Welcome guest, is this your first visit? Click the "Create Account" button now to join.

To disable ads, please log-in.

Shop at TeamEstrogen.com for women's cycling apparel.

Page 2 of 3 FirstFirst 123 LastLast
Results 16 to 30 of 39
  1. #16
    Join Date
    Sep 2006
    Location
    Oslo, Norway
    Posts
    4,066

    To disable ads, please log-in.

    What they all said. While all elite riders use cleats, because they add a little more power to your pedal stroke, there are many many experienced, veteran, long-distance riders who don't, for various reasons. I commuted without cleats for many years. Everyone blathered on about how I should have them so I tried, and to tell you the truth I still don't think the added power is particularly noticeable. But I quickly got used to the ease of being attached and not being able to slide off, it's relaxing in a different way, believe it or not. So now I use them all the time, and feel very unsafe without, like I'm about to pop off my pedals any moment!

    Once you want to try them you'll need a while to engrain the muscle memory, and once you do it's second nature. But there certainly are advantages to cycling without too, like wearing regular shoes.
    Winter riding is much less about badassery and much more about bundle-uppery. - malkin

    1995 Kona Cinder Cone commuterFrankenbike/Selle Italia SLR Lady Gel Flow
    2008 white Nakamura Summit Custom mtb/Terry Falcon X
    2000 Schwinn Fastback Comp road bike/Specialized Jett

  2. #17
    Join Date
    Dec 2011
    Location
    Richmond, VA
    Posts
    329
    Please never allow "the rules" (lol thinking velominati) about gear, expense of bike, clothes, speed or any other variable to keep you from loving to ride! (: Seeking advice/mentoring is wise and this forum is great for that......but it is easy to get sucked into thinking "I am not a "real" cyclist because.......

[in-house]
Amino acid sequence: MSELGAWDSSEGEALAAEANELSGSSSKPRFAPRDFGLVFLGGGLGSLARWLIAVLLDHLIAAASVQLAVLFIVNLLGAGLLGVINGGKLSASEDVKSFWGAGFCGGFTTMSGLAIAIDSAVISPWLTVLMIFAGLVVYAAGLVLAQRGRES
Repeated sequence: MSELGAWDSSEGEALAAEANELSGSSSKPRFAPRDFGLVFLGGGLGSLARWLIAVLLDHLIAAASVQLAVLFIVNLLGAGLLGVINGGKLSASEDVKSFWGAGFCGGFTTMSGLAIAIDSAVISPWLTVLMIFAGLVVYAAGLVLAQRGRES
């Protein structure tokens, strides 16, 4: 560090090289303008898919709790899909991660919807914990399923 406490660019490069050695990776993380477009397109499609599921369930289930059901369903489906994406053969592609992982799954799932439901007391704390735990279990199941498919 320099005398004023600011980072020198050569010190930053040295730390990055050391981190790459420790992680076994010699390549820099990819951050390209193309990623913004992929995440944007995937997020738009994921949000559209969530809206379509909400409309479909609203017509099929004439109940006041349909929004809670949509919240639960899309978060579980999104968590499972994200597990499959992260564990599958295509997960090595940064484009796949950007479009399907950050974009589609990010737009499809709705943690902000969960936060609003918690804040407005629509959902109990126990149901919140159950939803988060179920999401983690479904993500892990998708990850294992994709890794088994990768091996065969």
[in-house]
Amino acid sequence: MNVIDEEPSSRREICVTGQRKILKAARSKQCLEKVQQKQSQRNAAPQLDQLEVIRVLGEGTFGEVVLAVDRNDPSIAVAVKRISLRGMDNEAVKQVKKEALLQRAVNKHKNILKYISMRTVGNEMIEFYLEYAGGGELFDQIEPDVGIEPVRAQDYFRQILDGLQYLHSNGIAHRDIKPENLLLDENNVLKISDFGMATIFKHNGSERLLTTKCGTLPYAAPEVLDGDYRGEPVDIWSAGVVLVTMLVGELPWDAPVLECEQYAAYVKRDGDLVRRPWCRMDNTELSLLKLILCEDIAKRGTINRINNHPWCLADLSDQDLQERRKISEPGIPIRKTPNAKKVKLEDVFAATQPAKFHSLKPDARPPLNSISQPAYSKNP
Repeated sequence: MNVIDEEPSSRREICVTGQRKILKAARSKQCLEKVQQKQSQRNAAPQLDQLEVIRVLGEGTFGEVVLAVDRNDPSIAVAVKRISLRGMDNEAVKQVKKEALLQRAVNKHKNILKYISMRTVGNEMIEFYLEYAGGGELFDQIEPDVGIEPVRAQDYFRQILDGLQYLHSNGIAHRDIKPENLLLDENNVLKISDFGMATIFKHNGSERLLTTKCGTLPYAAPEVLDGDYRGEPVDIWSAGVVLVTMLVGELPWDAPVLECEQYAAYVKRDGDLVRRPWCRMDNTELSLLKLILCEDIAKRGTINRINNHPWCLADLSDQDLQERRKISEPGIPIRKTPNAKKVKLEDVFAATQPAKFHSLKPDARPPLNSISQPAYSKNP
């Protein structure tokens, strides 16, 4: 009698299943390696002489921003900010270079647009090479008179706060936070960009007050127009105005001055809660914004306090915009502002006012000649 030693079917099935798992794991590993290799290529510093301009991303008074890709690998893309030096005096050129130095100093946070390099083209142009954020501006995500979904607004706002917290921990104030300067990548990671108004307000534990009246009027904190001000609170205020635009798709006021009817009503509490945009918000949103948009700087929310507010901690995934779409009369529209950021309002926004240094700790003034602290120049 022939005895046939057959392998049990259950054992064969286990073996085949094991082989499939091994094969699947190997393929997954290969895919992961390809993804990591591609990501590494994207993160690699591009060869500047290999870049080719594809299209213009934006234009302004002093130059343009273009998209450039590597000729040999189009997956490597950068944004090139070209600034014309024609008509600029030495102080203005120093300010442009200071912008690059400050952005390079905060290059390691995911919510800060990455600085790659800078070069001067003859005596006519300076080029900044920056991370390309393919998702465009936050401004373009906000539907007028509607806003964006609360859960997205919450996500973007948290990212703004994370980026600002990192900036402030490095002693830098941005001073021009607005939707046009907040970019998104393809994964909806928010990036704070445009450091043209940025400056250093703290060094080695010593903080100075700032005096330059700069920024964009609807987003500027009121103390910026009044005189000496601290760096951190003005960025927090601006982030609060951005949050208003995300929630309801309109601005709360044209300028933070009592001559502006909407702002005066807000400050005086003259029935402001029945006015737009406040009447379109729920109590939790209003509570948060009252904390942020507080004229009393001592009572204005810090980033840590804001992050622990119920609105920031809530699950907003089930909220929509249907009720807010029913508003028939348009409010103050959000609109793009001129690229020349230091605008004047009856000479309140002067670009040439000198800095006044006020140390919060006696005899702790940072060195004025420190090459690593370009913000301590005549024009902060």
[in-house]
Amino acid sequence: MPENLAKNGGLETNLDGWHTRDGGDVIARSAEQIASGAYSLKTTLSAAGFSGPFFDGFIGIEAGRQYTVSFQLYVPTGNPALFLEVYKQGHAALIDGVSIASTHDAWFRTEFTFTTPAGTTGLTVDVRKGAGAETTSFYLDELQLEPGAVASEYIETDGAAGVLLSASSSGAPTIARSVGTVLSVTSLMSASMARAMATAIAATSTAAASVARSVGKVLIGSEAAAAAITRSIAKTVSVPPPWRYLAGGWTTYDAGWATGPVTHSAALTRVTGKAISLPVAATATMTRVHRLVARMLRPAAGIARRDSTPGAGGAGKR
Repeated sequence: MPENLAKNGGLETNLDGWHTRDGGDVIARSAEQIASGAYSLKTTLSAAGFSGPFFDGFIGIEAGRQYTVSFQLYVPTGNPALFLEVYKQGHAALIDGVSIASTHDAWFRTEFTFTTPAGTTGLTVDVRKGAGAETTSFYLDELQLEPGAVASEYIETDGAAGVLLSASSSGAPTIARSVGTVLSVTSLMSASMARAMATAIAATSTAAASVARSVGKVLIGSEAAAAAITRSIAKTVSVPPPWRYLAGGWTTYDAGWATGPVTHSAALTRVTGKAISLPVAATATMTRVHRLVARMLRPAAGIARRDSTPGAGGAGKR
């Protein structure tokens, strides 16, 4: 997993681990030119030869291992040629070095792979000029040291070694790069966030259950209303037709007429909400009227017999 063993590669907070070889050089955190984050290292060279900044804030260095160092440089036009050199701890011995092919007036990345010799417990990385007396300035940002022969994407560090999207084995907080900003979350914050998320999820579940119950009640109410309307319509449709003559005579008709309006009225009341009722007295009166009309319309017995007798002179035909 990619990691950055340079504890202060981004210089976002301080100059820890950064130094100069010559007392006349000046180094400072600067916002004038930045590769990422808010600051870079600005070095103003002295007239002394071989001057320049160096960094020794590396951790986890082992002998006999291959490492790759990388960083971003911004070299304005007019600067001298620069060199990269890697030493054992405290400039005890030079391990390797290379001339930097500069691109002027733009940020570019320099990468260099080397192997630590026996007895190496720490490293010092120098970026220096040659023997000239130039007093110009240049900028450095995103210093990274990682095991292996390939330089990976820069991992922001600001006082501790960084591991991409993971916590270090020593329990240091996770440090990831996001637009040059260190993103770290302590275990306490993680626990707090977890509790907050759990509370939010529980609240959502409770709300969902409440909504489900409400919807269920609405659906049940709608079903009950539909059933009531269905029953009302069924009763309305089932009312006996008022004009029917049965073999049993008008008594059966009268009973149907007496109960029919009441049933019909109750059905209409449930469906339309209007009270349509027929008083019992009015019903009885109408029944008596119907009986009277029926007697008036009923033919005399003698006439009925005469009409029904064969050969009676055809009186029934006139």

3. #18
    Join Date
    Apr 2009
    Location
    Tucson, AZ
    Posts
    4,632
    I love my clipless pedals and stiff-soled cycling shoes, but I certainly would never recommend them to someone who is just (re)learning how to ride. I usually just tell people to leave the flat pedals on, or if it's a bike that doesn't come with pedals, to get a basic pair of platforms until you've got control of the bike down and can start and stop without issue. I'd also never put a pair of clipless pedals on a mountain or commuter bike, if I were doing a lot of riding in built-up areas. I'd stick a pair of BMX pedals on there and call it good...and learn to watch out for my shins!
    At least I don't leave slime trails.
    http://wholecog.wordpress.com/

    2009 Giant Avail 3 |Specialized Jett 143

    2013 Charge Filter Apex| Specialized Jett 143
    1996(?) Giant Iguana 630|Specialized Riva


    Saving for the next one...

  4. #19
    Join Date
    Jul 2011
    Posts
    247
    I noticed a bigger difference in switching from running shoes to cycling shoes (both with toe clips) than I did switching from cycling shoes with toe clips to clipless. Get yourself a pair of mountain bike shoes with stiff soles that still allow you to walk around. Enjoy!

  5. #20
    Join Date
    Dec 2012
    Location
    Toronto, Canada
    Posts
    18
    Wow, lots of great advice here, thank you. Over the weekend I did clip in and it felt great to be attached to the bike, but I was riding in a parking lot! Which is a great place to learn the basics, so I'm not putting myself down.

    From what I read into these responses, I recognize I don't have the confidence yet on the bike to wear cleats safely out on the roads (YET). I think I'm going to try mountain bike shoes with stiff soles, as roo4 suggested, and make the switch when I'm confident about taking the bike out for a ride. My goal is to ride with clips, but I'm going to take it at my own pace.

    Thank you to everyone, I appreciate the input so much.
    2012 Specialized Dolce Elite
    Giant Cyclotron Mag II Trainer

  6. #21
    Join Date
    Mar 2006
    Location
    Toronto, ON
    Posts
    45

    To cleat or not to cleat?